The other day, my 6-year-old daughter and I had the usual morning argument about getting dressed, and I ended up losing the war on leggings. Whatever, I decided. It wasn’t worth my sanity. We got to the playground and instantly she began climbing and hanging upside down on the monkey bars and flashing her princess undies to the entire world. At school, the girls are required to wear shorts/leggings under their skirts presumably, in part, for this very reason, and I told her in a stern voice not to flip upside down (a futile request, of course). It wasn’t until a random mother came up and whispered, “Your daughter should be wearing something under that skirt. There are a lot of pervs around here, and you don’t want them to get a good look,” that I suddenly felt weird. As a rule, I despise nosy parents who give their two-cents on the playground—who is she to tell me how to raise my own kid? But then I started to second-guess myself. I mean, did she know for a fact that the 20-something guys loitering on the wobble-bridge were pedos? Was she saving my daughter from being molested? We stayed at the playground for another 10 minutes or so—pervs be damned—but on the walk back to the subway, I couldn’t help feeling morally obligated to talk to my daughter about it.
“Do you know why I always ask you to wear shorts under your skirt?”
“Because we have to at school,” she said.
“Okay, but do you know why?”
She shrugged. “For privacy?”
“Yeah, but do you know what privacy actually is?”
This time, when she shrugged, I could tell she was bored and didn’t really know (or care) what I was getting at. And to be honest, I wasn’t really sure how to phrase it. Discussing privacy is one of those topics I’ve dreaded for years because, much like the “stranger danger” talk, I don’t want it to result in cagey paranoia and fear of kidnappers lurking around every corner. It occurred to me that when I am talking to my kids about their bodies, I usually try to keep things simple: “It’s your vagina, and nobody should be able to touch it but you … and even then, there’s a time and a place for it.”
Privacy is such a vague word, though, and as a result, I feel like I often probably make her more confused instead of less. How do you explain the need for undergarments without basically saying creepy dudes get off on seeing little girls’ panties? On that subway ride home, I tried to talk to my daughter about respect and consent (who’s allowed to touch you, and where), and about permission (both giving and receiving). After that, I asked her about five times if she understood what I meant. She rolled her eyes, nodded, and then asked for a snack.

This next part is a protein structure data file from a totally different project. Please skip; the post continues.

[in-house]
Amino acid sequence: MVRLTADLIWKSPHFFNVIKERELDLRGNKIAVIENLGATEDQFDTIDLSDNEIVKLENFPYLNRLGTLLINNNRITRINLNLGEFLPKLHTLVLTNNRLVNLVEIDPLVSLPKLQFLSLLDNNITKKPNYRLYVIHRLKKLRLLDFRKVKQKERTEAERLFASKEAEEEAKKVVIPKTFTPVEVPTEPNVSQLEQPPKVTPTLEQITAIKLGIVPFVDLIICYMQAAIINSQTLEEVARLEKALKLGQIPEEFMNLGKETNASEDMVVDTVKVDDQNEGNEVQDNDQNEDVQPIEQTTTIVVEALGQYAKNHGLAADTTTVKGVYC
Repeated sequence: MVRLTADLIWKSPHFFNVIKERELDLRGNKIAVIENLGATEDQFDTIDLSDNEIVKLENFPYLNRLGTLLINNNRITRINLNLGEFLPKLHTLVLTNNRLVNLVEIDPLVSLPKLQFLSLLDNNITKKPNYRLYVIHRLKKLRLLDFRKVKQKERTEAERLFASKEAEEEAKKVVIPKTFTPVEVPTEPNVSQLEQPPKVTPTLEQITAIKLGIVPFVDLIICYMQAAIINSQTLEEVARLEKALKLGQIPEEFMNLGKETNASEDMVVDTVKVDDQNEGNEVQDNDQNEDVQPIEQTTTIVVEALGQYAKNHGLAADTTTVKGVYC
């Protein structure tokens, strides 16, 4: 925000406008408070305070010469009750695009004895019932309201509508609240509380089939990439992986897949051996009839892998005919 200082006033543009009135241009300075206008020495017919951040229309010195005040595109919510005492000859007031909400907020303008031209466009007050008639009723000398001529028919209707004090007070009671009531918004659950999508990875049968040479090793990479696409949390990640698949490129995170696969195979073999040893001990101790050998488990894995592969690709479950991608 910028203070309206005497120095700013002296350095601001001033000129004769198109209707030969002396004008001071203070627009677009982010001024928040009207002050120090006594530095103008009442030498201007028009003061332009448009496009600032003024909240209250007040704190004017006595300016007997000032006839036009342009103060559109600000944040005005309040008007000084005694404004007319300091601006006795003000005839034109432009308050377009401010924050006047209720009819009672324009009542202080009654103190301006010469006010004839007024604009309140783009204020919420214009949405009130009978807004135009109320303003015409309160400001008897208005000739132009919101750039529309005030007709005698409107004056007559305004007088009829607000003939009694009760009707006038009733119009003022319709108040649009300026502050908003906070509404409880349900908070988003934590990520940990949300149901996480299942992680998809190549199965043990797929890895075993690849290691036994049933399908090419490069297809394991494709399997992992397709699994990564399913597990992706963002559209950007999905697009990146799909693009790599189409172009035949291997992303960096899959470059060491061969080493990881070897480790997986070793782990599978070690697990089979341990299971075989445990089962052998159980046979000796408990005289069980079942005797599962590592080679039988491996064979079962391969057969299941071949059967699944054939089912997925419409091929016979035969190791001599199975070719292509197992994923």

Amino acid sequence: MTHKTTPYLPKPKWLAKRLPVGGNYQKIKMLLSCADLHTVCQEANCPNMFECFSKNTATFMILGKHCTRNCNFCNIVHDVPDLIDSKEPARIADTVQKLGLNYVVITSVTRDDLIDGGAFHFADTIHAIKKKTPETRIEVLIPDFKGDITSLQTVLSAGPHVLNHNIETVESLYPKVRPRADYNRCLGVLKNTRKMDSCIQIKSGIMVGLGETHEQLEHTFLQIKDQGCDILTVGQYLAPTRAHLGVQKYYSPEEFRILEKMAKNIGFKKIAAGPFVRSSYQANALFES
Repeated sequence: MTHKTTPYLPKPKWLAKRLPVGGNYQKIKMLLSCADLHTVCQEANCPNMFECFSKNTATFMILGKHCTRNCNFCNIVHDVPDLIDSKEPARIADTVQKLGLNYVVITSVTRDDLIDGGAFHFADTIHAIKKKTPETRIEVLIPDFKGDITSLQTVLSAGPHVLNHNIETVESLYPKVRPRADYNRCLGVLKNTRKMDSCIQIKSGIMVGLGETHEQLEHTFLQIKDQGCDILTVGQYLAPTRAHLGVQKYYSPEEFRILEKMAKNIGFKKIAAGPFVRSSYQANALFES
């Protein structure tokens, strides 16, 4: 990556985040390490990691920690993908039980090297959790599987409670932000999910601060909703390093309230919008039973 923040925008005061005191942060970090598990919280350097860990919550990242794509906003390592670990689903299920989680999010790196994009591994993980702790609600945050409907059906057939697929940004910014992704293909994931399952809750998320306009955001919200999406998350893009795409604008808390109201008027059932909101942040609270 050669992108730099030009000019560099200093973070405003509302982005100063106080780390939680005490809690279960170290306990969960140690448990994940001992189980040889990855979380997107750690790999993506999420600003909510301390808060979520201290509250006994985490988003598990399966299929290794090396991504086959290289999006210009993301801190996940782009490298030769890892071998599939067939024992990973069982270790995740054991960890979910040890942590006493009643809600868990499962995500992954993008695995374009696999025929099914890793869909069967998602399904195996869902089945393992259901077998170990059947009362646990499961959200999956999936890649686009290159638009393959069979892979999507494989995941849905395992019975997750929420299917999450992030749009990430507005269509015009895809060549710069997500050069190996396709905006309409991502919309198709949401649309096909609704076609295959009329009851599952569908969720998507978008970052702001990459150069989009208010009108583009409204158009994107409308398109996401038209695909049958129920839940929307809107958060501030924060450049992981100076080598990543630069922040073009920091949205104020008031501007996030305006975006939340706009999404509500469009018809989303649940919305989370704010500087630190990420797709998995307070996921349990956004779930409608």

So, did I get through to her? Who knows. I’ve since brought it up a few times, here and there, figuring that a little repetition might help get the point across. She groans almost every time I tell her how important it is to respect her body and her friends’ bodies. She rolls her eyes when I reiterate that her body belongs to her, and that everyone (even mom and dad) need permission to touch her body. I sound like a broken record, and I think we both find that annoying, but it’s important, and I’m going to keep trying, and try to let her know that I’m always here for her, if and when she wants to discuss any of it.
The privacy conversation is a very layered, very gray area, and thank goodness there are experts. I spoke to two – Cory Silverberg, sex educator and author of Sex Is A Funny Word, and Ellen Friedrichs, a health educator, writer and mom of three kids based in Brooklyn. Here are some awesome tips from both of them:
1. Discuss it with your kids as early as possible. “As soon as they can comprehend speech,” says Silverberg. And break it down by talking about the things we do alone (bathe, touch private parts) versus with others (hugging/kissing with consent), and why we wear clothes or knock on the bathroom door before entering.
2. Try to balance your adult fears with commonsense. “We can know there are scary and dangerous people in the world and work behind the scenes to keep our kids safe,” says Friedrichs. In other words, don’t freak your kids out by telling them frightening stories from the news.
3. Have conversations about respect. Friedrichs suggests broaching the topic with things like, “Every family has different rules about touching, or about bathrooms. It’s important to ask people before you touch them. Even if you just want to hold their hand or give them a hug. And people should ask you, too.”
4. Preach the bathing suit rule. “Explain to kids that no one, not older kids, not babysitters, teachers, or nice relatives, should touch them anywhere their bathing suit covers and if anyone does they should let you know,” says Friedrichs, adding that if they are touched in a bad way, they should let you know. Silverberg adds that it can be very complicated when we tell kids to “say no” if they’re being touched, when in reality it’s not always safe to say no. However, let your child know he should tell mom or dad if/when he can.
5. Don’t let genitals be a taboo subject. “It is also really important to teach young children the proper terminology so that they have words to describe something if it happens,” says Friedrichs.
6. Allow them to touch themselves. Silverberg explains that some kids really love to touch themselves, and there’s nothing fundamentally wrong with that, as long as it’s in private (like at home in the bath).
7. Let kids learn on their own, too. “We want them to be taking calculated risks,” says Silverberg. As adults, we have certain expectations about privacy but kids need to figure some of it out on their own.
**Originally published on Momtastic**